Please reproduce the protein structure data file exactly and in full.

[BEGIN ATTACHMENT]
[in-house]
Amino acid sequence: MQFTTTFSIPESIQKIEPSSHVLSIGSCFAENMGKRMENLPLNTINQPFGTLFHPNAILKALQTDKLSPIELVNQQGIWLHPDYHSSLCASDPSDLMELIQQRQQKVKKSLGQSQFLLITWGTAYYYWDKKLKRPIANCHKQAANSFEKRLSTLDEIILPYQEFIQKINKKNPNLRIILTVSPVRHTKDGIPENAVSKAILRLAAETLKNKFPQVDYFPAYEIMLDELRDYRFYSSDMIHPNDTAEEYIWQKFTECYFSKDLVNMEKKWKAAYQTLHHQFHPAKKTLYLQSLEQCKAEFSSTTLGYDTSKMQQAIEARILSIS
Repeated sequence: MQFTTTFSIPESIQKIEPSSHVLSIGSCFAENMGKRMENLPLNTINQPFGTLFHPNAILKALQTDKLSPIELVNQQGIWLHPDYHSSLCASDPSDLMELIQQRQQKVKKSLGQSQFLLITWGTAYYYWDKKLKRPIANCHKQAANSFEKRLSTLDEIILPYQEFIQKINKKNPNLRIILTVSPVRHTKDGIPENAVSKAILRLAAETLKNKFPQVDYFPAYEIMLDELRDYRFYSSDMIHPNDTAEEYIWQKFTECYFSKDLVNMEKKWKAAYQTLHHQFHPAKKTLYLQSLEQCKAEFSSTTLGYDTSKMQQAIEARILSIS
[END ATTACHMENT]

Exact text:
[in-house]
Amino acid sequence: MQFTTTFSIPESIQKIEPSSHVLSIGSCFAENMGKRMENLPLNTINQPFGTLFHPNAILKALQTDKLSPIELVNQQGIWLHPDYHSSLCASDPSDLMELIQQRQQKVKKSLGQSQFLLITWGTAYYYWDKKLKRPIANCHKQAANSFEKRLSTLDEIILPYQEFIQKINKKNPNLRIILTVSPVRHTKDGIPENAVSKAILRLAAETLKNKFPQVDYFPAYEIMLDELRDYRFYSSDMIHPNDTAEEYIWQKFTECYFSKDLVNMEKKWKAAYQTLHHQFHPAKKTLYLQSLEQCKAEFSSTTLGYDTSKMQQAIEARILSIS
Repeated sequence: MQFTTTFSIPESIQKIEPSSHVLSIGSCFAENMGKRMENLPLNTINQPFGTLFHPNAILKALQTDKLSPIELVNQQGIWLHPDYHSSLCASDPSDLMELIQQRQQKVKKSLGQSQFLLITWGTAYYYWDKKLKRPIANCHKQAANSFEKRLSTLDEIILPYQEFIQKINKKNPNLRIILTVSPVRHTKDGIPENAVSKAILRLAAETLKNKFPQVDYFPAYEIMLDELRDYRFYSSDMIHPNDTAEEYIWQKFTECYFSKDLVNMEKKWKAAYQTLHHQFHPAKKTLYLQSLEQCKAEFSSTTLGYDTSKMQQAIEARILSIS